The first awful thing she ever said to him! He might not remember but she really does. Well he might remember but he’s gone now. That’s the way to put it, isn’t it. A thick coat of something clear and binding. He’s gone now, he’s dead. Or he’s gone now, he’s moved. Or he’s gone now, he lives down the street and we haven’t spoken since his first child was born. Any single one would be enough, a combination would be unfathomable. It’s been some time now.
So it was on a trip they took together. They didn’t take many but they did take this one, a utilitarian grab for romance at a lakeside cabin in Maine. It was fall so the rates were low and the storms were always, with breaks for dawn and dusk. The rain clawed at their car the night they arrived and the wind made it hard to get to the front door without toppling. She clung to his arm similar to the way he’d always wanted someone to need him. It was a good beginning.
Inside there were walls creaking and things falling off of hooks. The electricity was completely knocked out and he and she lay together on a davenport covered with a dropcloth, thinking it was a blanket and not knowing until the morning their mistake. Wind flew through the poorly-insulated cracks around the doorframes and sung low anthems to their wakeful night.
“I hope you like the cabin,” he said. “When you can see it, I mean.”
What a brave and kind boy he was, it’s a true shame he’s gone. What a good boy and a proud one too, full of announcements, declarations, sayings and so-ons. She mouths the vowels in his name, pulls them here and there in caverns of her tongue, a ridiculous prayer. She’d say more like a curse but he’s a myth more than that. Curses you can have whenever you want.
They slept in the morning, once the storm had passed. Andrew (fuck shit goddamn) got up first and saw the way Patricia (…) was splayed, her mouth open and her body turned upward like a dog showing its belly. He laughed and she batted at him, sleepily, lovingly, sent him away to the porch. He liked the idea.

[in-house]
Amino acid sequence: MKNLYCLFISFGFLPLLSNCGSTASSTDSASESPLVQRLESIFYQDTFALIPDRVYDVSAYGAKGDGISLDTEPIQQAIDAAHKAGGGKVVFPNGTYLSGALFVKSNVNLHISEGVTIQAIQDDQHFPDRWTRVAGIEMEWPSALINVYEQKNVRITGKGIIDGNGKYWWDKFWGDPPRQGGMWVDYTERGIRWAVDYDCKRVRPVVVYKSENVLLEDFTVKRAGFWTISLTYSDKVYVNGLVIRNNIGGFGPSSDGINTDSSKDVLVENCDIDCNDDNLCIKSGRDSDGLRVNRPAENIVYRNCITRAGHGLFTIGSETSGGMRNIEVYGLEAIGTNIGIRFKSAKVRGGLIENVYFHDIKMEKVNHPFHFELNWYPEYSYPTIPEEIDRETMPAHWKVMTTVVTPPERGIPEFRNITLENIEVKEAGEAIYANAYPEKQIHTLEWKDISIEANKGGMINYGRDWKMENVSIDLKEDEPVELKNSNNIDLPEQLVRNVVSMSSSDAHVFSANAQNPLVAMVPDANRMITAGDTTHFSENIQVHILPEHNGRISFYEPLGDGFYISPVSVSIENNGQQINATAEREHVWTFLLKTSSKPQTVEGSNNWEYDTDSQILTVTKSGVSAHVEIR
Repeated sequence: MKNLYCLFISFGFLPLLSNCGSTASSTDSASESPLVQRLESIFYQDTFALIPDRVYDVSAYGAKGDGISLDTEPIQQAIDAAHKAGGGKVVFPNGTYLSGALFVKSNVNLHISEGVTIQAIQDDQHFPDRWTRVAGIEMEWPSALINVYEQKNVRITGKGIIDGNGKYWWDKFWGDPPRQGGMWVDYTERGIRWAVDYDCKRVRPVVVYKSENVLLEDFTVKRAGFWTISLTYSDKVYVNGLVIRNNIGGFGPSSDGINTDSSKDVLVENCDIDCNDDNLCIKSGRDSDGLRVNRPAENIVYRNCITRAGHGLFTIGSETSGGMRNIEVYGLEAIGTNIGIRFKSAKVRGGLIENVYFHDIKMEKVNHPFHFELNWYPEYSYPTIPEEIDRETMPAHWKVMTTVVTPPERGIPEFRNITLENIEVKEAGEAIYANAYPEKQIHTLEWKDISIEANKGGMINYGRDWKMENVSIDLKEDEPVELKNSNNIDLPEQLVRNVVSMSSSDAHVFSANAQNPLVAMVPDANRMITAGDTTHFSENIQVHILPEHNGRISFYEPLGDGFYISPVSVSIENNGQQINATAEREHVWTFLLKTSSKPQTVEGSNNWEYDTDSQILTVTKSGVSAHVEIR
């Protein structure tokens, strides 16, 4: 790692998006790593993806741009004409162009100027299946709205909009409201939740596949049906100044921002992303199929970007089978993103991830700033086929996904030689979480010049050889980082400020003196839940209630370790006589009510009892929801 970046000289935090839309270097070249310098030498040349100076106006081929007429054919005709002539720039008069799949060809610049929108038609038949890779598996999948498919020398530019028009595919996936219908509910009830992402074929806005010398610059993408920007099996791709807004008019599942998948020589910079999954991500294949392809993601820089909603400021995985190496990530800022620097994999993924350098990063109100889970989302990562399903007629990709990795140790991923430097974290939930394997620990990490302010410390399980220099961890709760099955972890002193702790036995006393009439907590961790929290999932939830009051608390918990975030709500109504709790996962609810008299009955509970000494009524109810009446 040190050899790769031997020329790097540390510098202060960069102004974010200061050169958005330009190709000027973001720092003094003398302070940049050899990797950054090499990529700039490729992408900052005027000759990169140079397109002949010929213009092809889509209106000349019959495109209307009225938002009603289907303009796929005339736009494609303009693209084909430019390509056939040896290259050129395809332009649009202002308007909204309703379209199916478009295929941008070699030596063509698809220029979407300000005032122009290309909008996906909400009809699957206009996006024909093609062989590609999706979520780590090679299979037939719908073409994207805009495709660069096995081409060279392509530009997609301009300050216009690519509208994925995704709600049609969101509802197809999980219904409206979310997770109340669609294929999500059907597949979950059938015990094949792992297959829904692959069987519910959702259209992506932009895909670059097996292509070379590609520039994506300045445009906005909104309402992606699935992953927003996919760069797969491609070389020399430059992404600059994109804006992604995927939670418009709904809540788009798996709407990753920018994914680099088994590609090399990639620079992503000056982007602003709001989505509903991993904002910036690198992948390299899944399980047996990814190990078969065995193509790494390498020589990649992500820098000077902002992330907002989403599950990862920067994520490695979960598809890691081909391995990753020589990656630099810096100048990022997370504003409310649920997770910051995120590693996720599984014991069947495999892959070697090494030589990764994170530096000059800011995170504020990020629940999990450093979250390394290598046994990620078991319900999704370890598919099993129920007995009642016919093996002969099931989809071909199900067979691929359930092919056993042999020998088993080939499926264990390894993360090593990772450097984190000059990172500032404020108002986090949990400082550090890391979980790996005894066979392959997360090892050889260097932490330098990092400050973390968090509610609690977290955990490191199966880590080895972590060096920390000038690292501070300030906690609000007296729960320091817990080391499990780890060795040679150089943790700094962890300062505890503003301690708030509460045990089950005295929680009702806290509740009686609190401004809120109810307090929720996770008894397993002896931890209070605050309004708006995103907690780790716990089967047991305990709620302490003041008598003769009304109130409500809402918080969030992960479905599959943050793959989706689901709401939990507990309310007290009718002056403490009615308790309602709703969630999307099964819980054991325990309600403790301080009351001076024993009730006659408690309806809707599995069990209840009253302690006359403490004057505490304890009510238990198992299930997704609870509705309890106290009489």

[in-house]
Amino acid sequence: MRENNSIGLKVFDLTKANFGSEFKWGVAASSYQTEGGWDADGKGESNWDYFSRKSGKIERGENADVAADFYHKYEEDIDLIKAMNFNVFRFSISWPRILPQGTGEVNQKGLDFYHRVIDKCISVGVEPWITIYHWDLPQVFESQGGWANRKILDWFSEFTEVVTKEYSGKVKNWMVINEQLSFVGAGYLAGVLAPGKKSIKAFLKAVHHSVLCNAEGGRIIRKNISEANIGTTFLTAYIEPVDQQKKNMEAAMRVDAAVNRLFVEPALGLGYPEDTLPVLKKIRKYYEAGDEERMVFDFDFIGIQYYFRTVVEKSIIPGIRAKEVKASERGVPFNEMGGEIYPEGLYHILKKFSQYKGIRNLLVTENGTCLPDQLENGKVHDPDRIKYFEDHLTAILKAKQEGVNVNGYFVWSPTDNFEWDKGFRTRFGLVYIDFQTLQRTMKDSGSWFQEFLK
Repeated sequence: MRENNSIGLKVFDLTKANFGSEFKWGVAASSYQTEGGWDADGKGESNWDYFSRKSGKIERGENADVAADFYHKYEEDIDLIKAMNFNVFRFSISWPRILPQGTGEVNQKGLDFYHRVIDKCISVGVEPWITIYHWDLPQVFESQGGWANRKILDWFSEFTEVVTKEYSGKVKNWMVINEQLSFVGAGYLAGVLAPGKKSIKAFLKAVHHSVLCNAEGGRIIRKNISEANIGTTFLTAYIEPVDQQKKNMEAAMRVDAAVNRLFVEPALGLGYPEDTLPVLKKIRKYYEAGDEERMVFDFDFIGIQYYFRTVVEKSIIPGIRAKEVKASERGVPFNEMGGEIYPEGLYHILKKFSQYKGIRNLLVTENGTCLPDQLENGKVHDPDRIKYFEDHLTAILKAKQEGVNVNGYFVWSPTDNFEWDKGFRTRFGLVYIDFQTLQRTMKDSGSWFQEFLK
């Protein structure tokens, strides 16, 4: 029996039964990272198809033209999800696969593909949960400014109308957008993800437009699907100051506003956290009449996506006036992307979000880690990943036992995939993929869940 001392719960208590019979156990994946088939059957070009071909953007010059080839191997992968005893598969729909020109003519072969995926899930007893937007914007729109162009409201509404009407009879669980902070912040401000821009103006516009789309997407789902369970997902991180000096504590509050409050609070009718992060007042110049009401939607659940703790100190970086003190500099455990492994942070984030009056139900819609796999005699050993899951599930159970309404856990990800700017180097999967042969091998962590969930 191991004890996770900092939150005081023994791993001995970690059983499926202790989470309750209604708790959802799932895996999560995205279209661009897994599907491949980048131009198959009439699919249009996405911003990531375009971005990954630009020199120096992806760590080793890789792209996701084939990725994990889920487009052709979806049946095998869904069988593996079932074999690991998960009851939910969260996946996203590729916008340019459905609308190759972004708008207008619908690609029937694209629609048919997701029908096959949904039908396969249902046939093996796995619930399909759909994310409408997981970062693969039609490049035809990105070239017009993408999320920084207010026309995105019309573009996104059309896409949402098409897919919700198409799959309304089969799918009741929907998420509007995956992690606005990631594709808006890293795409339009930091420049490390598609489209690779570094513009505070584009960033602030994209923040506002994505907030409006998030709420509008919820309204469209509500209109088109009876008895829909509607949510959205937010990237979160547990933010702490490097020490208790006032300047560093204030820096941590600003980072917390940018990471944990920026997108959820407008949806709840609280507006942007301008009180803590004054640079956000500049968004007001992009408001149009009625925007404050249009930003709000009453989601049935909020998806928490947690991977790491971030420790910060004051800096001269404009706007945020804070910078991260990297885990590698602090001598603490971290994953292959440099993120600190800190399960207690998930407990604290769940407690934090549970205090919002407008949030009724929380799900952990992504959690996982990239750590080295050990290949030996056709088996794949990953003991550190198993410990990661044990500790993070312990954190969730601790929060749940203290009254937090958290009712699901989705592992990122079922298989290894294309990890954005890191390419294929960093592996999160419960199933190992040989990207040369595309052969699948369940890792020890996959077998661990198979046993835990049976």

There were rocks down below and a ladder, he guessed, to get to the ground. It was a long way down but it seemed that the ladder would reach, so he lifted it over the edge of the railing and made like a fulcrum. Here he took care, moving the ladder by inches and pauses.
“What are you doing?” said Patricia. She was standing in the doorway with one hand a balled-up fist in her eye.
“I’m getting down to the ground,” said Andrew. He had the ladder still secure in his hands, a chemical alloy tilting on a physical angle.
“With that? she said.
“That’s what it’s here for,” he said.
Obviously this was not true. The ladder belonged to the caretaker. The caretaker was re-shingling the roof. The ladder was for the roof, and for the caretaker. But today the ladder agreed with Andrew, and so met the ground with a crunch (gravel). Andrew gave the nearest rung a good slap, to demonstrate the security of his method.
“I wish you’d just think before you jump right into things,” said Patricia.
Then she just went back into the cabin.
Andrew climbed down the ladder anyway. He sat on a flat rock with his legs hanging over, long square toes skimming the frothy surface. Dead things stirred up by the storm floated by like a grotesque buffet. When he re-entered the cabin he used the front door, and she poured him a coffee and kissed his neck. Then he forgot because he loved her, or he remembered for the same reasons, and it’s not as though you can control these things from a distance. It was just a trip to the lake and it happened a long time ago.